Russia creates an outpost in Belarus

Russian Minister of Defence: "We expect to address the need to strengthen the defence capability of our Belarusian colleagues and brothers." Source: RIA Novosti / Sergey Mamontov

Russian Minister of Defence: "We expect to address the need to strengthen the defence capability of our Belarusian colleagues and brothers." Source: RIA Novosti / Sergey Mamontov

Moscow has announced its intention to establish a military air base on the territory of its neighbour. It could well be a response to U.S. plans to deploy a missile defence shield in Europe.

Russian Defence Minister Army General Sergei Shoigu's recent visit to Belarus for talks with his counterpart Lieutenant General Yuri Zhadobin and a meeting with President Alexander Lukashenko unearthed a sensation. Russia intends to site an air base in its friend and ally Belarus.

Its establishment had already been agreed by Presidents Vladimir Putin and Alexander Lukashenko, but the decision was only announced during Shoigu's trip to Minsk.

According to the Russian Minister of Defence, the first facility to be built in Belarus will be an aircraft commandant's office (there is no official information regarding which aerodrome), which will be followed by an echelon of Russian fighter planes on combat duty (at least three aircraft) and the deployment of a full air regiment by 2015.

“Thereafter,” stated Shoigu, “we expect to address the need to strengthen the defence capability of our Belarusian colleagues and brothers.” For that purpose, four divisions of S-300 anti-aircraft missile systems will be delivered to Minsk in 2014.

Why is a Russian air base being set up in Belarus? There are some valid reasons.

First, Moscow and Minsk are both members of the Collective Security Treaty Organization (CSTO) and strategic allies on a bilateral footing. For several years now, Belarus and Russia have operated a combined force, which includes some units of Russia's Western Military District (before its formation, units of the Moscow Military District). There is also a Joint Air Defence Command, which forms part of the CSTO air defence system.

Second, Moscow's ally already hosts two Russian military bases. The ‘Volga’ early-warning radar system in the settlement of Gantsevichy near Baranovichy, and the ‘Antei’ high-frequency radio station, located at Vileika, for communication with ships anywhere in the world at sea. There is also an underground precision-time facility.

Do they need to be supplemented by an air base? That is a question for the presidents and military chiefs. The answer is likely to be found in the actions of NATO, which has sited its own air base at Siauliai, Lithuania. Located there in a state of permanent combat readiness are four F-16 fighter bombers, which are capable of delivering U.S. B-61 nuclear gravity bombs, currently housed at air bases in five NATO members (Belgium, Germany, Italy, the Netherlands, Turkey), to their designated targets.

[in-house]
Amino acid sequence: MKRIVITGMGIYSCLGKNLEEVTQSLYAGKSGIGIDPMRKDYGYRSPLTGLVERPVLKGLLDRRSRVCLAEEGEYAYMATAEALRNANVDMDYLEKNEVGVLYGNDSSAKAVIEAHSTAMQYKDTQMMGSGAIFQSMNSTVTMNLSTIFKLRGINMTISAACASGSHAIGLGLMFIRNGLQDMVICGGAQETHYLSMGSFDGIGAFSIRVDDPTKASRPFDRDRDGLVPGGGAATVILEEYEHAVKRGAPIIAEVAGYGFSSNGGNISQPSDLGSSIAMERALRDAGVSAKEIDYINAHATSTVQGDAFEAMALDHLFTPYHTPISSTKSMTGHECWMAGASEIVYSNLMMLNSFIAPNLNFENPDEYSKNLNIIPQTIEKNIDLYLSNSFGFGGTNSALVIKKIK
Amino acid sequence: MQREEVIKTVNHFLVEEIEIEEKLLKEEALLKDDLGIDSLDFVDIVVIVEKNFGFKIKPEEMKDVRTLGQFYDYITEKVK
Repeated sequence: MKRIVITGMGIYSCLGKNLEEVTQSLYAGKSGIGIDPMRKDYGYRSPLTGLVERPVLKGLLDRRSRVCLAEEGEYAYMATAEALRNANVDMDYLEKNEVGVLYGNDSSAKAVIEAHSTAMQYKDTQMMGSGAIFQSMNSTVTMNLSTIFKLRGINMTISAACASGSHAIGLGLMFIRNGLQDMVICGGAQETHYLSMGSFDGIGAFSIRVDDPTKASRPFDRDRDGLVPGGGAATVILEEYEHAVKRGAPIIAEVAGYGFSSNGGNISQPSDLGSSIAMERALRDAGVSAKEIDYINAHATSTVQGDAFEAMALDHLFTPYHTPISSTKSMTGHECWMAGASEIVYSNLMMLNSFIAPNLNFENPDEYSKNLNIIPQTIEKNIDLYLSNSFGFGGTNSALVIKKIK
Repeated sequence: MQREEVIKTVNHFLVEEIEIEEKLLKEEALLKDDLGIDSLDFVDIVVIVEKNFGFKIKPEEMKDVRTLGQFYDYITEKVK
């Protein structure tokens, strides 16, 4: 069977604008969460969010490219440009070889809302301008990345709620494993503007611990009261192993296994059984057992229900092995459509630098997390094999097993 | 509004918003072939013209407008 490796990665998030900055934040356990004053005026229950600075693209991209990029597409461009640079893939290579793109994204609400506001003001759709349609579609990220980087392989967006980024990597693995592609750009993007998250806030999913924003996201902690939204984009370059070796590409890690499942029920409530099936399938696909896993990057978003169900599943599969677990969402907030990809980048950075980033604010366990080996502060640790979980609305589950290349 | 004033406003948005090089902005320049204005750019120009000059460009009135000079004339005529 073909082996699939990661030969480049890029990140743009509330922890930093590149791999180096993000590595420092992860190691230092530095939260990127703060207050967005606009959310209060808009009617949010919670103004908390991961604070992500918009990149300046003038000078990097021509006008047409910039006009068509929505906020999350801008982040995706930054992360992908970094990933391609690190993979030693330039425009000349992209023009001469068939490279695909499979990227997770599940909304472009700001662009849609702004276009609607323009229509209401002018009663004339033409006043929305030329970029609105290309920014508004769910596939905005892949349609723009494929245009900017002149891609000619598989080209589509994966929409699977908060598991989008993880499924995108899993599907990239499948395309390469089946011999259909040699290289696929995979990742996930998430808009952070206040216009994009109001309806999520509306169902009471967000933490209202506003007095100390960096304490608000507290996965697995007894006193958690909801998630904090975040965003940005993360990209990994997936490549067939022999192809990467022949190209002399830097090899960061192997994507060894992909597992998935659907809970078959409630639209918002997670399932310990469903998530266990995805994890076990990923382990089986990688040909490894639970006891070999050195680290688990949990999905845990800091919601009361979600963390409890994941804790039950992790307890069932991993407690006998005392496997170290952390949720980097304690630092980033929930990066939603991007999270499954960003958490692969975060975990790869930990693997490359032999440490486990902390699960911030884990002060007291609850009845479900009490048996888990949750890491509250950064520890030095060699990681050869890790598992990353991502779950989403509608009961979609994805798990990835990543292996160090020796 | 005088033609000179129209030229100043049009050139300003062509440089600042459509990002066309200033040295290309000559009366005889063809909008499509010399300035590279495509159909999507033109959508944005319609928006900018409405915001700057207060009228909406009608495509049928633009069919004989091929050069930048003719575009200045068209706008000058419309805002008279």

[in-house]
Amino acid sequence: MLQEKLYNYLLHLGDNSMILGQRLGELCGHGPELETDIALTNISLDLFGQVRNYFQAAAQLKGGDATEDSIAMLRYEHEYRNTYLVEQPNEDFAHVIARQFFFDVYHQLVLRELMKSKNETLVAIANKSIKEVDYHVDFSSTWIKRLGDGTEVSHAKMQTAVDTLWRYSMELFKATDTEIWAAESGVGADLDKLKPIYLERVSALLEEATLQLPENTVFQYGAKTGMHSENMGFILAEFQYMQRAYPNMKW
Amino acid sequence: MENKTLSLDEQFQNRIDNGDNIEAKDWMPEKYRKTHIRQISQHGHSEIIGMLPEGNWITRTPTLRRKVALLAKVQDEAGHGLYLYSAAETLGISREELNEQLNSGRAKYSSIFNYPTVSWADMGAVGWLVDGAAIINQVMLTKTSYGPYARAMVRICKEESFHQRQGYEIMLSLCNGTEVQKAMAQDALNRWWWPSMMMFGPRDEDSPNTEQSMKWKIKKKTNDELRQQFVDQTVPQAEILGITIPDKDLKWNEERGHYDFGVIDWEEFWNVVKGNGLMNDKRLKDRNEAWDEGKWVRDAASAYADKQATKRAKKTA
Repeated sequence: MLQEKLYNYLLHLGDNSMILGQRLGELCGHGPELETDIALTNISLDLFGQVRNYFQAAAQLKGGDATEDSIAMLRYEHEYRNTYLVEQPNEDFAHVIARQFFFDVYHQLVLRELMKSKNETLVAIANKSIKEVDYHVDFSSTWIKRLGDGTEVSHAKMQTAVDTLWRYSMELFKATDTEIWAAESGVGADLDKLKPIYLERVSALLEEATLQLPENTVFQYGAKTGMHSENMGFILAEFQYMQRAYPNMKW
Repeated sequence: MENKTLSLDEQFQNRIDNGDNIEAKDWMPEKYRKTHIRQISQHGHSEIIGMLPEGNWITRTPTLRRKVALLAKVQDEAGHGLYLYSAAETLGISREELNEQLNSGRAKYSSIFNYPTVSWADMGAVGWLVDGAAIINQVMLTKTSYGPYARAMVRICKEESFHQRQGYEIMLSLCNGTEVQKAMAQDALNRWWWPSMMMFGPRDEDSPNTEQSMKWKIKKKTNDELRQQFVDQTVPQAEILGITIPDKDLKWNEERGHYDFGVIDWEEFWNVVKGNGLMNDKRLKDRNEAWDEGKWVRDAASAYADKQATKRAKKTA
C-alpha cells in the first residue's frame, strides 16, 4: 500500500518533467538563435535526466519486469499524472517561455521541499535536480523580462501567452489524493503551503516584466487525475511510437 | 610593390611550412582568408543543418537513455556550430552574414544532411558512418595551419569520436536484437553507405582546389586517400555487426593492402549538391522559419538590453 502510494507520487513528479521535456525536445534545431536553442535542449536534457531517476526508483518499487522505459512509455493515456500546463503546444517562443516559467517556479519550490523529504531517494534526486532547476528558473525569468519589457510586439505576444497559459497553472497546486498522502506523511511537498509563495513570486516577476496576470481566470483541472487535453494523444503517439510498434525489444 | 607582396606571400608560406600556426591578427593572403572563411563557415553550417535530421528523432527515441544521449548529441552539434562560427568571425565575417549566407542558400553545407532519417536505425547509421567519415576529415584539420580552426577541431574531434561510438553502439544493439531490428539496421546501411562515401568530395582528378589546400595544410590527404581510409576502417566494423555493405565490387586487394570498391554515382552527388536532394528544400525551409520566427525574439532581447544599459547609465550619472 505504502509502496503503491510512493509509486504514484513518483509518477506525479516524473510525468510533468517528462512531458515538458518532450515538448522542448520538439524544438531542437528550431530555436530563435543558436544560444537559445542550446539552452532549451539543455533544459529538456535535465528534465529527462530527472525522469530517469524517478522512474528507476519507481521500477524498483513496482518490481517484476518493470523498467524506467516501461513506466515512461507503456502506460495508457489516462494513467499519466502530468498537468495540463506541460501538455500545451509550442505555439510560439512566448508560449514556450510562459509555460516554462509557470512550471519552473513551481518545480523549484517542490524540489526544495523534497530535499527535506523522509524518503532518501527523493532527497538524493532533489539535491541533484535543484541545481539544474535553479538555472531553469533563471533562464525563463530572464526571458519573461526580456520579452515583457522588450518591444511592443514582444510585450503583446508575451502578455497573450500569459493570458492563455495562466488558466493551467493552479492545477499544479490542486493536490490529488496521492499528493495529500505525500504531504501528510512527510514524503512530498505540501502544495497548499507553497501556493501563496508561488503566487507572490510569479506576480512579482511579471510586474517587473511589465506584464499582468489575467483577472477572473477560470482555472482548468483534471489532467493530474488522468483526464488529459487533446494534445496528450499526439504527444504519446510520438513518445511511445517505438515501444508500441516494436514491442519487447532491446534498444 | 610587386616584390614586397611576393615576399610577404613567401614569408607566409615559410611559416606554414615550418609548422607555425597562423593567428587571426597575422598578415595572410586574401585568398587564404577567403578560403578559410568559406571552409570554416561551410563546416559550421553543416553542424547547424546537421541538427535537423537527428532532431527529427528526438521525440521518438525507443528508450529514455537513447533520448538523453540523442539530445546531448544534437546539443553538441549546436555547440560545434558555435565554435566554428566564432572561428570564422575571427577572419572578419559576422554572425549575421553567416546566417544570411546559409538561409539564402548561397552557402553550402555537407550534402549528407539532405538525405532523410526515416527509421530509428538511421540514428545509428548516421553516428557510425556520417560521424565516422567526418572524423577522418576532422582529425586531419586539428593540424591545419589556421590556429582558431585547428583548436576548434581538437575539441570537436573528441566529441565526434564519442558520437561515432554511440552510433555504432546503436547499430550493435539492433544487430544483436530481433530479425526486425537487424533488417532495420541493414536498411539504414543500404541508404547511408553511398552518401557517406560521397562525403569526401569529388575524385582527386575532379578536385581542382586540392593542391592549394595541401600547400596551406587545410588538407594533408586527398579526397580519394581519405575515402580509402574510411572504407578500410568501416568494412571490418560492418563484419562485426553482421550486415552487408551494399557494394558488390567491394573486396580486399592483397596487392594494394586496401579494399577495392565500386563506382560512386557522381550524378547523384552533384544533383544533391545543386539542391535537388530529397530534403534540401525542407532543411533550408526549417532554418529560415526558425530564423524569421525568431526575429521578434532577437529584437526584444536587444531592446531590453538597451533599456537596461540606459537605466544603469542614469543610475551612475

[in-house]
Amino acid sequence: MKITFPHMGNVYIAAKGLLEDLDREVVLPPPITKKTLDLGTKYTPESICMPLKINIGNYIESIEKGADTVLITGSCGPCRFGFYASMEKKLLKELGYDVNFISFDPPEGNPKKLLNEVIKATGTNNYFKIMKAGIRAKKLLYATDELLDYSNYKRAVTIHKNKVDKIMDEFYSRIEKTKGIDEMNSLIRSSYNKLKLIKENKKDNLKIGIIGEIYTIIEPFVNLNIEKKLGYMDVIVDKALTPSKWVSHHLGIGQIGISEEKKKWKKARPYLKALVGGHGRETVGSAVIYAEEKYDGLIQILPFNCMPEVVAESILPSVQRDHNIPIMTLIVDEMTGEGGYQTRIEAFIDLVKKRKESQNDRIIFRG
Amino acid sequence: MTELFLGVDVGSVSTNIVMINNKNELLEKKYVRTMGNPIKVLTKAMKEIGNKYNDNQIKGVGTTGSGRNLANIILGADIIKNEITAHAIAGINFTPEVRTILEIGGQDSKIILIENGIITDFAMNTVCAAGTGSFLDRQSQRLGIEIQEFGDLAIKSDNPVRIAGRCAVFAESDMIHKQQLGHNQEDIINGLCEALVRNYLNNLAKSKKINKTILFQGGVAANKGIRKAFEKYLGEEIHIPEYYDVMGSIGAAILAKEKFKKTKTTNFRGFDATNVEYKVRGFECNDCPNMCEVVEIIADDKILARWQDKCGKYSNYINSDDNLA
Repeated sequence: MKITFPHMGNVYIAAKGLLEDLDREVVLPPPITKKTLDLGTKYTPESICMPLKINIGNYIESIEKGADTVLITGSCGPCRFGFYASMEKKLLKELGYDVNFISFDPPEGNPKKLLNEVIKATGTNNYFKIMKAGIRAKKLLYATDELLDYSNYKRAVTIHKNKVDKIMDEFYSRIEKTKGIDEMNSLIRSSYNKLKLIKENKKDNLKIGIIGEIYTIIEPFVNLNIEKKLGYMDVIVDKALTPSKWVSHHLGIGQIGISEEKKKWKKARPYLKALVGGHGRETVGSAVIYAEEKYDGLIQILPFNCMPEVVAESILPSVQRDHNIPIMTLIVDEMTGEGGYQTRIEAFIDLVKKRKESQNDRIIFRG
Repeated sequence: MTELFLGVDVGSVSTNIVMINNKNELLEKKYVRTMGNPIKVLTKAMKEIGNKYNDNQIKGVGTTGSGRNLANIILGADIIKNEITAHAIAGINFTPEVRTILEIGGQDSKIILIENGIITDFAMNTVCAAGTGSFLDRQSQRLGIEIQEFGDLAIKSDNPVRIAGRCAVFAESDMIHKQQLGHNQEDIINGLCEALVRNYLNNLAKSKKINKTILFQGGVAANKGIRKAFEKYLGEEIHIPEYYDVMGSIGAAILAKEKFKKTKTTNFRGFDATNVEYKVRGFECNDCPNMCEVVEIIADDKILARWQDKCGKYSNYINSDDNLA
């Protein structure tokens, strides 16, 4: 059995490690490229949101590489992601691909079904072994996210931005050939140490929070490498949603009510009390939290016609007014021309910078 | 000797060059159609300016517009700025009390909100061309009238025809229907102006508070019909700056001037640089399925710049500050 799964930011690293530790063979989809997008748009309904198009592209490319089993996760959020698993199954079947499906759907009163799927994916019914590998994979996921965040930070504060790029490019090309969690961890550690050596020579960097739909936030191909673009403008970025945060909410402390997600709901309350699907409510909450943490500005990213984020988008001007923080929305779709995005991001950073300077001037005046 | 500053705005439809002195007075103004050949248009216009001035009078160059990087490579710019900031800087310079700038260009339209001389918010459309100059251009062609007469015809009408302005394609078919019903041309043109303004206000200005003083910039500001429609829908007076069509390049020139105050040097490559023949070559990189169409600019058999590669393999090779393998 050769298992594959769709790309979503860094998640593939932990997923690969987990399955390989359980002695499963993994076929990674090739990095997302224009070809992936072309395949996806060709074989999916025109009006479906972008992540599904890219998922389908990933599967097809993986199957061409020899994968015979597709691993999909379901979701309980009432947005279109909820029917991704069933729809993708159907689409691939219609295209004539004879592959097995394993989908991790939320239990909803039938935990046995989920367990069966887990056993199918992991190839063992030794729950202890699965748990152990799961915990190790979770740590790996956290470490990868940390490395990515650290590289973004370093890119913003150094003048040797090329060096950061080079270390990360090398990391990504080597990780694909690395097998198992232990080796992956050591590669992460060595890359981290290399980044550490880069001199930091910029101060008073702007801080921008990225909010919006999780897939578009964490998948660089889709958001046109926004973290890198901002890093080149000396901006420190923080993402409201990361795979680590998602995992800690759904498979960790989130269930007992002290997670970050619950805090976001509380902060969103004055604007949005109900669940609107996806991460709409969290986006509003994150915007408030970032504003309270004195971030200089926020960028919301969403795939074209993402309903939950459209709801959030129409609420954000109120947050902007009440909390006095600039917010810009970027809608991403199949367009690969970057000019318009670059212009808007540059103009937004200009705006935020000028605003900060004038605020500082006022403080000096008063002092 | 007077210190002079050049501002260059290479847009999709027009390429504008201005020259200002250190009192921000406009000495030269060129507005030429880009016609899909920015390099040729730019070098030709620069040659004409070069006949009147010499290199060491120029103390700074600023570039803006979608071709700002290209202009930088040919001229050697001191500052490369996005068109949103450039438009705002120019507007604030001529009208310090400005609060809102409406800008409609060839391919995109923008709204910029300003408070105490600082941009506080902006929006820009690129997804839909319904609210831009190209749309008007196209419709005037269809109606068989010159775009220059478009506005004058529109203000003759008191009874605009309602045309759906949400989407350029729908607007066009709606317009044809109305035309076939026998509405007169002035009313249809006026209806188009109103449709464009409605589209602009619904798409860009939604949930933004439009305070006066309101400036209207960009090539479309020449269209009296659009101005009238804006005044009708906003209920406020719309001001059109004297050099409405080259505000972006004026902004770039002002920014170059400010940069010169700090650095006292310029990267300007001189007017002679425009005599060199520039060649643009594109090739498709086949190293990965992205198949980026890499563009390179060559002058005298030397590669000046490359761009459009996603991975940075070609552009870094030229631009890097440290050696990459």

For Russia, these bombs (which are tactical nuclear weapons deployed on fighter bombers) are of strategic relevance, since the flight time from Siauliai to Minsk or Smolensk or Moscow is about 15 minutes. Is it necessary to protect an ally against such a contingency? Absolutely.

Do not forget that the U.S. also harbours plans to site missile defence facilities in Poland, which could neutralise Russia's strategic deterrence. Washington claims to be prepared to meet Moscow halfway and modify its plans, but the Kremlin says that the proposed changes “do not allay our concerns.” In the meantime, the air base in Belarus is likely to act as a kind of shield against any potential unpleasantness that could arise over the ABM system in Poland.

How can NATO's recurrent wars on foreign soil (Yugoslavia, Iraq, Afghanistan, Libya) over the past 20 years be forgotten? Even now the alliance is helping the Syrian opposition to wage war against the country's legitimate government, with the involvement of Al-Qaeda militants.

In all this time, Russia has had to spring to the defence of its peacekeepers and citizens just once — to counter the aggression of the Georgian army in South Ossetia in August 2008. And Russia was not the initiator of the conflict, which was later recognized by the European Commission.

This logic of events is the root cause of the present mutual distrust. Therefore, it is my opinion that Russia will take retaliatory measures.

President Lukashenko stated that September's joint Russian-Belarusian ‘West-2013’ drills would not be directed against “the Poles, the Balts, or NATO in general.” Although it came with a proviso:  “But they have to understand that if they try to give us the evil eye, we will respond.”

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